3. Come to our office. The buying process can be tricky. We’d love to guide you through it. We can help you find a home that fits your needs and budget. Give us a call to make an appointment today!

3 Things to Do Now if You Plan to Sell This Year

  1. Make repairs. Most buyers want a home they can move into right away, without having to make extensive repairs. While the repairs may or may not add value, making them will give your home a competitive advantage over other similar homes on the market.
  2. Get a Comparative Market Analysis (CMA). A CMA not only gives you the current market value of your home, it’ll also show how your home compares to others in the area. This will help us price your home to sell in our market. Call us for your free CMA!
  3. Start packing. Help your buyers see themselves in your home by packing up items you don’t use regularly and storing them in an attic or a storage space. This will make your home easier to stage as well as make it easier to move later on.

Are you thinking of buying or selling?

Whether you’d like to buy or sell a home this year, want to know how much your home is worth, or have general questions about our local market, give us a call! We’d love to discuss the market with you.

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National Real Estate Market Primed for Expansion in 2016

January 2016 Housing reportStrengthening Economy 

Despite existing-home sales dropping last November, the National Real Estate Market is primed for expansion in 2016. Here’s why. Better weather in many parts of the country resulted in an increase in single-family and multifamily home construction. Also, the population of millennial homebuyers is expected to grow in 2016. This means increased demand to help the housing market see positive gains. With unemployment steadily decreasing, orders for new durable goods increasing 3 percent, inflation staying level, and income beginning to grow, the Fed decided to raise interest rates. The rate increase signals that our economy is getting stronger. So, don’t let the drop in existing-home sales in November fool you, with a stronger economy home sellers can expect eager home buyers in 2016.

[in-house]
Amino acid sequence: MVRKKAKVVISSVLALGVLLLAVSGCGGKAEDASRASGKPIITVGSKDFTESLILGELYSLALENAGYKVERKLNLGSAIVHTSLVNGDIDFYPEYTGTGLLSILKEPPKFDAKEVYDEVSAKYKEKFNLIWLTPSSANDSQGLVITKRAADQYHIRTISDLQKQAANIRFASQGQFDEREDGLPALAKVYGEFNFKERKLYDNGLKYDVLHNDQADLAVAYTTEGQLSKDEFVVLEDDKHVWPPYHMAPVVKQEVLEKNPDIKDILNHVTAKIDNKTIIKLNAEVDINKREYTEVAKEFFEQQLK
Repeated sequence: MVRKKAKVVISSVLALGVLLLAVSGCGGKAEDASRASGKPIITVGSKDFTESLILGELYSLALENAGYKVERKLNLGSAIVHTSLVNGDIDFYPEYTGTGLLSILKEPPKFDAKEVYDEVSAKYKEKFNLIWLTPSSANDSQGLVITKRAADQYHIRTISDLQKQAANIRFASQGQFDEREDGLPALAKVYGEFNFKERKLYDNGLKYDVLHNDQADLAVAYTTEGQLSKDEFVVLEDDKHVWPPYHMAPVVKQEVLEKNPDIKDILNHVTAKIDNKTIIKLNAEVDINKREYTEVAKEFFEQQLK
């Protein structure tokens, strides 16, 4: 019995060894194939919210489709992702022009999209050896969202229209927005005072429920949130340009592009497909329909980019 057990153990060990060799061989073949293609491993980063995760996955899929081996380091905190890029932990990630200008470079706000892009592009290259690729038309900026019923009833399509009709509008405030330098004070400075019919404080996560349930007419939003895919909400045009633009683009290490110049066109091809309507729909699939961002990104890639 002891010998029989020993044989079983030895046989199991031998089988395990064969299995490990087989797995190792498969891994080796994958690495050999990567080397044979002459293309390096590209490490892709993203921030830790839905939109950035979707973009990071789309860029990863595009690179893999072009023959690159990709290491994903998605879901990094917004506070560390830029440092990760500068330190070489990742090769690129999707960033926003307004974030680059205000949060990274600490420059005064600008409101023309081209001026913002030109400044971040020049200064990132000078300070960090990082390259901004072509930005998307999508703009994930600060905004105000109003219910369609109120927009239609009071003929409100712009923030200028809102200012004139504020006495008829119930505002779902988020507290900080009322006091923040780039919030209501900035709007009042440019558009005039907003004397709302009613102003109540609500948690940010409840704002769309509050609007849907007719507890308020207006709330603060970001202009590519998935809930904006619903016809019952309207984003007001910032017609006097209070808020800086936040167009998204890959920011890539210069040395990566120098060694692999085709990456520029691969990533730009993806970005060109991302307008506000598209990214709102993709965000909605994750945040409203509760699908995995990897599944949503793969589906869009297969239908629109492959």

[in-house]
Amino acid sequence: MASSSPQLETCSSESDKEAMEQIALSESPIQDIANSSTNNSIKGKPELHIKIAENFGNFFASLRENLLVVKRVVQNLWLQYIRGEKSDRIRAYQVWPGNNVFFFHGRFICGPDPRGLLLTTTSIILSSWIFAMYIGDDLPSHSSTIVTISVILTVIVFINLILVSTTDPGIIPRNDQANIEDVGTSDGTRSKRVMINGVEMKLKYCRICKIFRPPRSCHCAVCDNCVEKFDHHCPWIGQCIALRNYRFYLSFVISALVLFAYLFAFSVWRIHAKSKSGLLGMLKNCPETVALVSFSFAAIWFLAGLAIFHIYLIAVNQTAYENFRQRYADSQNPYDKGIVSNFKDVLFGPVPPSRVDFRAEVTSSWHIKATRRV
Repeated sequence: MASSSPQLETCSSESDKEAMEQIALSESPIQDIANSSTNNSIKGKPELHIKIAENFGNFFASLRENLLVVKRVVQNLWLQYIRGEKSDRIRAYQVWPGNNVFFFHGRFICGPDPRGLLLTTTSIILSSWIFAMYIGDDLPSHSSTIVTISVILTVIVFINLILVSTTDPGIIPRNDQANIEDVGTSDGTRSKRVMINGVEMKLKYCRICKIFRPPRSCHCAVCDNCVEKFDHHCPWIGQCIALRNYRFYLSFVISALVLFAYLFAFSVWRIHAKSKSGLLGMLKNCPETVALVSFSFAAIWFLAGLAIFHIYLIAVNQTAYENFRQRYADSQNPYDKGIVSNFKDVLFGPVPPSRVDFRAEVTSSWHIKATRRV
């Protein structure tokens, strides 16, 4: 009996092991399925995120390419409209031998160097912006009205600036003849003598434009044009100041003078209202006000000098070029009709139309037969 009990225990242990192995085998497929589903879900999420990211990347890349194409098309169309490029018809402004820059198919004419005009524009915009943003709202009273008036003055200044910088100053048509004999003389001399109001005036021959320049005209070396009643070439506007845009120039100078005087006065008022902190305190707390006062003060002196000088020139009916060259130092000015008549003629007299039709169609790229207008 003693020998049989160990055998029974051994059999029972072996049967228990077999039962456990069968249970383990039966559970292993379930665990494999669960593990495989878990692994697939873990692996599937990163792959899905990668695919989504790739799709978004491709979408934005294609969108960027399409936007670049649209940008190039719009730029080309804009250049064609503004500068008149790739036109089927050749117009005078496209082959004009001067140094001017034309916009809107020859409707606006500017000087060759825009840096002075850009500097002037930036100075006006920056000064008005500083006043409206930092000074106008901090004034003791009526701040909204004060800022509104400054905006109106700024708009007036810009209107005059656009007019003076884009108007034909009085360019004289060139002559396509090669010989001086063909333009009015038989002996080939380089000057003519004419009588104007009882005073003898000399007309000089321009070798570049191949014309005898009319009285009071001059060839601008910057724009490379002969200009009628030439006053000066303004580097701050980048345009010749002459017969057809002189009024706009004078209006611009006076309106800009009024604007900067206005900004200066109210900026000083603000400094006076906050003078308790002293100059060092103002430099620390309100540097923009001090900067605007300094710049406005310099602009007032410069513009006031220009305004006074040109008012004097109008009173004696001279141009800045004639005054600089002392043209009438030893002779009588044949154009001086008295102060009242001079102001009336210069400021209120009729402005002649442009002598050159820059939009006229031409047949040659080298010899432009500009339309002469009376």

Millennial Home Buyers

The low demand in November meant that first-time home buyers had only a 30 percent share in demand, which is slightly down from 31 percent in October and last year. However, in 2016 home sellers saw an increase of first-time home buyers enter the housing market  because of the growing segment of millennials between 25 and 34 years of age. The Census Bureau projects that the population of millennials aged 25 to 34 will increase by an average of nearly 500,000 per year in the second part of the decade. Also, NAR’s inaugural quarterly Housing Opportunities and Market Experience survey reported that a large majority of millennials between 25 and 34 years of age who rent want to own a home in the future.

Interest Rates

The Federal Reserve raised short-term interests this month. Freddie Mac reported that the average commitment rate for a 30-year, conventional, fixed rate mortgage stayed below 4 percent, but rose from 3.80 percent to 3.94 percent in November. Mortgage rates are expected to rise to 4.50 percent by the end of 2016, but this rate is still historically low; a full percentage point below the rate during the recession of 2008. The low fixed mortgage rate should help spurn demand and encourage first-time home buyers to enter the market.  But while the rate is at its current level, potential home buyers should keep an eye out for rate increases so that they’re not caught by surprise when the spring buying season comes around. Early 2016 would be a good time for home buyers to start looking to purchase a home.